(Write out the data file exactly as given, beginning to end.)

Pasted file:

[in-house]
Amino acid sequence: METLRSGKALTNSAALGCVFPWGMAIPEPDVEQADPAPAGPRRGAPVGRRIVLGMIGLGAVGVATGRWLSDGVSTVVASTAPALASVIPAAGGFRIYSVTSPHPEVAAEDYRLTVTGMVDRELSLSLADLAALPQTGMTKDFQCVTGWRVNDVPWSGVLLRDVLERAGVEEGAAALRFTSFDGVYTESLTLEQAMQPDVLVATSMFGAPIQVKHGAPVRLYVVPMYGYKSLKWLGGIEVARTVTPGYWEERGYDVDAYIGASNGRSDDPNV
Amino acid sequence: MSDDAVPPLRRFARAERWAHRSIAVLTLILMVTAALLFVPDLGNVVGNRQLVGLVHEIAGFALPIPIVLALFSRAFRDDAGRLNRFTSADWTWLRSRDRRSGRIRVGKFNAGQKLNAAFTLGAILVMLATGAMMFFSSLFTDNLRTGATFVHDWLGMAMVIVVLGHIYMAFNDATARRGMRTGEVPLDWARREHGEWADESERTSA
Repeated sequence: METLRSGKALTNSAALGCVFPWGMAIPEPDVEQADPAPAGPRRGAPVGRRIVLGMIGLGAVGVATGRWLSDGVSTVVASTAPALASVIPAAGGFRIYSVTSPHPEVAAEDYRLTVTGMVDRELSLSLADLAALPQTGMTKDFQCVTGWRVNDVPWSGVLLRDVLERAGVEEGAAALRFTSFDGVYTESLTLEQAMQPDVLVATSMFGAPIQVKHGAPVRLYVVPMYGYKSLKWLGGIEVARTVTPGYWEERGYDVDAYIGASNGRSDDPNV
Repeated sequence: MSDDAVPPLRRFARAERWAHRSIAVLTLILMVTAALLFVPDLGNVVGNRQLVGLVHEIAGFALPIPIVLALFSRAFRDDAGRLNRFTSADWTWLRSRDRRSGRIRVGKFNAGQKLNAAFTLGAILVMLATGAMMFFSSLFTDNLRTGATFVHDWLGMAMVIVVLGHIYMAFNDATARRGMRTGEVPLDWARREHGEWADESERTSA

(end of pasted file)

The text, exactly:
[in-house]
Amino acid sequence: METLRSGKALTNSAALGCVFPWGMAIPEPDVEQADPAPAGPRRGAPVGRRIVLGMIGLGAVGVATGRWLSDGVSTVVASTAPALASVIPAAGGFRIYSVTSPHPEVAAEDYRLTVTGMVDRELSLSLADLAALPQTGMTKDFQCVTGWRVNDVPWSGVLLRDVLERAGVEEGAAALRFTSFDGVYTESLTLEQAMQPDVLVATSMFGAPIQVKHGAPVRLYVVPMYGYKSLKWLGGIEVARTVTPGYWEERGYDVDAYIGASNGRSDDPNV
Amino acid sequence: MSDDAVPPLRRFARAERWAHRSIAVLTLILMVTAALLFVPDLGNVVGNRQLVGLVHEIAGFALPIPIVLALFSRAFRDDAGRLNRFTSADWTWLRSRDRRSGRIRVGKFNAGQKLNAAFTLGAILVMLATGAMMFFSSLFTDNLRTGATFVHDWLGMAMVIVVLGHIYMAFNDATARRGMRTGEVPLDWARREHGEWADESERTSA
Repeated sequence: METLRSGKALTNSAALGCVFPWGMAIPEPDVEQADPAPAGPRRGAPVGRRIVLGMIGLGAVGVATGRWLSDGVSTVVASTAPALASVIPAAGGFRIYSVTSPHPEVAAEDYRLTVTGMVDRELSLSLADLAALPQTGMTKDFQCVTGWRVNDVPWSGVLLRDVLERAGVEEGAAALRFTSFDGVYTESLTLEQAMQPDVLVATSMFGAPIQVKHGAPVRLYVVPMYGYKSLKWLGGIEVARTVTPGYWEERGYDVDAYIGASNGRSDDPNV
Repeated sequence: MSDDAVPPLRRFARAERWAHRSIAVLTLILMVTAALLFVPDLGNVVGNRQLVGLVHEIAGFALPIPIVLALFSRAFRDDAGRLNRFTSADWTWLRSRDRRSGRIRVGKFNAGQKLNAAFTLGAILVMLATGAMMFFSSLFTDNLRTGATFVHDWLGMAMVIVVLGHIYMAFNDATARRGMRTGEVPLDWARREHGEWADESERTSA